I like to imagine that my idols will stare at a blank screen
the same way I do, just waiting for the words to come:
Collins, eyes glues to the screen, Kooser, eyes glued
to the screen, Komunyakaa, eyes, glued, Wright, eyes glued
as he runs his hands through his thin hair.
It’s a lot like fishing. You have your tools, your instruments,
your tackle. You throw a line in the water and wait for a solid tug
at the other end. You stare at the bobber, watch intently
for any sign of movement. It’s a slow, slow process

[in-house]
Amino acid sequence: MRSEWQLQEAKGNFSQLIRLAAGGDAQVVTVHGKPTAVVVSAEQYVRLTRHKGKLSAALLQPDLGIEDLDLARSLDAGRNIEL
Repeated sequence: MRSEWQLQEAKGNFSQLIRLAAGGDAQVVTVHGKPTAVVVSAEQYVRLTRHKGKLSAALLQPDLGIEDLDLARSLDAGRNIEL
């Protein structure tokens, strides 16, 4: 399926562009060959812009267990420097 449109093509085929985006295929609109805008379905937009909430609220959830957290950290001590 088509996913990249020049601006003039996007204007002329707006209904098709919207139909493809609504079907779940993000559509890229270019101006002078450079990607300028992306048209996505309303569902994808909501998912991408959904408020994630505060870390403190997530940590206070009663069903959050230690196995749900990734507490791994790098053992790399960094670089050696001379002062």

that may or may not yield in the end.
Some can smoke and drink while doing this. Others can eat
sandwiches and chips or even carry on conversations or listen
to the radio while they wait for that bite, but not me. I sit quietly
and stare at the water, holding the rod upright. Just like I imagine
all the greats did, except for maybe a couple of people.
At the end of the day, sometimes I go home with a great catch
in my creel, sometimes with nothing but an old suckerfish or eel.
Sometimes I go with nothing at all, my landing net loose and dry.
But I know I’m not the only one who has to occasionally
and boisterously tell a whopper to the boys later on at the bar.